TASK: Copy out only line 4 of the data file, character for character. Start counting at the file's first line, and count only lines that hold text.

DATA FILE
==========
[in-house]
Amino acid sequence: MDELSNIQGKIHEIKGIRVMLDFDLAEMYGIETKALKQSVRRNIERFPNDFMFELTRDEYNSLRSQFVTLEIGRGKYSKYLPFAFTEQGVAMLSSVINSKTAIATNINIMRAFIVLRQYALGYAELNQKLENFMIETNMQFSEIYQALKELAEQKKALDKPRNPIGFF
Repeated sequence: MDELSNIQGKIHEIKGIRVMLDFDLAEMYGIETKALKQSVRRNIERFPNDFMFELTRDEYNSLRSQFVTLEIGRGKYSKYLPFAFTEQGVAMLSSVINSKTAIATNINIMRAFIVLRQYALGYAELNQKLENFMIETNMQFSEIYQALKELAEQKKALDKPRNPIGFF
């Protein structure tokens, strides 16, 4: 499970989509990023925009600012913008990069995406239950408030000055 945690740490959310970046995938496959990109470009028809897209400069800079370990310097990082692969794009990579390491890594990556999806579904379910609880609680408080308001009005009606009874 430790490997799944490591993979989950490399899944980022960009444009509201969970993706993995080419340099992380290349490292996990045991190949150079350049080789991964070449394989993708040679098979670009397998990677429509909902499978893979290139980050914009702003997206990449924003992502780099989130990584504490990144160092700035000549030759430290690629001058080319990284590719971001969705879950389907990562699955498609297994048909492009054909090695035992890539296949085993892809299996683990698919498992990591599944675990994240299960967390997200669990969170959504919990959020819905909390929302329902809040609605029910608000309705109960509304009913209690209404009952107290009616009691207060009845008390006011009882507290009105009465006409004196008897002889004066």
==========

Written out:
């Protein structure tokens, strides 16, 4: 499970989509990023925009600012913008990069995406239950408030000055 945690740490959310970046995938496959990109470009028809897209400069800079370990310097990082692969794009990579390491890594990556999806579904379910609880609680408080308001009005009606009874 430790490997799944490591993979989950490399899944980022960009444009509201969970993706993995080419340099992380290349490292996990045991190949150079350049080789991964070449394989993708040679098979670009397998990677429509909902499978893979290139980050914009702003997206990449924003992502780099989130990584504490990144160092700035000549030759430290690629001058080319990284590719971001969705879950389907990562699955498609297994048909492009054909090695035992890539296949085993892809299996683990698919498992990591599944675990994240299960967390997200669990969170959504919990959020819905909390929302329902809040609605029910608000309705109960509304009913209690209404009952107290009616009691207060009845008390006011009882507290009105009465006409004196008897002889004066």